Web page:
I may have some photos from the night soon.
Regarding the global financial crisis and the USA’s impending bailout of financial institutions: From Bishop Alan’s blog, we are seeing
a new form of “socialism” that, having privatised the profits is now socialising the losses.
And from Bono:
It’s extraordinary to me that the United States can find $700 billion to save Wall Street and the entire G8 can’t find $25 billion dollars to saved 25,000 children who die every day from preventable diseases.
The voices of the churches seem extraordinarily muted on this.
Sermon for 21 September ’08
I remember playing snakes and ladders when I was a kid. Perhaps you played it too? I remember being young enough to enjoy snakes and ladders, to thrill when my counter landed at the foot of a ladder, and to know the indignation of landing at the head of a snake just as I was nearing the final square. I remember the sweet taste of victory when I beat my sister, and the bitter taste of defeat when she got to the end first. (Karen won’t play board games with me. I don’t know why…)
Maybe I learned some lessons for life playing snakes and ladders. Sometimes you win, sometimes you lose. Be a good loser. Don’t gloat when you win. (Hmm, did I learn that one?)
Maybe I learned some lessons that I’ve had to unlearn. Like this one: going up the ladder is always good. Sliding down the snake is always bad. I’ve found things aren’t as simple as that. I’ve found that when I climb a ladder, the ladder morphs into a cross, challenging me. And when I slide down a snake, it too becomes a cross, rescuing me.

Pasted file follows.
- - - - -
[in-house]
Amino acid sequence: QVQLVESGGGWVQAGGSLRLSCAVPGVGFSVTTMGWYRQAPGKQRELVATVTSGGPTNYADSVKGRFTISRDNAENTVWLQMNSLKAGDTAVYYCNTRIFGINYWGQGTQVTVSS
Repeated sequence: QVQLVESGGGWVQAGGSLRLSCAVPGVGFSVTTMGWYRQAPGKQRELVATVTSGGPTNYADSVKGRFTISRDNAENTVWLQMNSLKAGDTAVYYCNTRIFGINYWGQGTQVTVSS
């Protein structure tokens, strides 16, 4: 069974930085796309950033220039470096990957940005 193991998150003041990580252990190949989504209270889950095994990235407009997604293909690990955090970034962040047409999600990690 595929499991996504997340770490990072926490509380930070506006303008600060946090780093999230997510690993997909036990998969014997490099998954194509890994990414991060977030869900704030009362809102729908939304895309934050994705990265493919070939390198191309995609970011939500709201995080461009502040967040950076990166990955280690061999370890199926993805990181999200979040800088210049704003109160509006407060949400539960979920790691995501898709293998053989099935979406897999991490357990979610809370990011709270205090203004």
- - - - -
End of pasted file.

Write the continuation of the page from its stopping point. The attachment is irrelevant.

In times when there is no persecution, God gives to the Church liturgists, that it may know hardship.
(Source unknown—but I wish I knew!)
Filed under humour, Liturgy
The Waltons went whale watching yesterday. Just a 45 minute trip to Redcliffe, where we missed Tanya Richards’ ordination to the diaconate. On board a catamaran, and off through Moreton Bay and to the other side of Moreton Island.
It was wonderful to be where the humpback whales are, less than an hour from Redcliffe, on a pause in their southern migration. They were curious, and enthralled us just by coming up for breath, let alone lifting their tails, ‘waving’ with their pectoral fin etc.
Sometimes, we think we have to go to the other side of the earth to see beautiful things. We forget the beauty in our own back yard.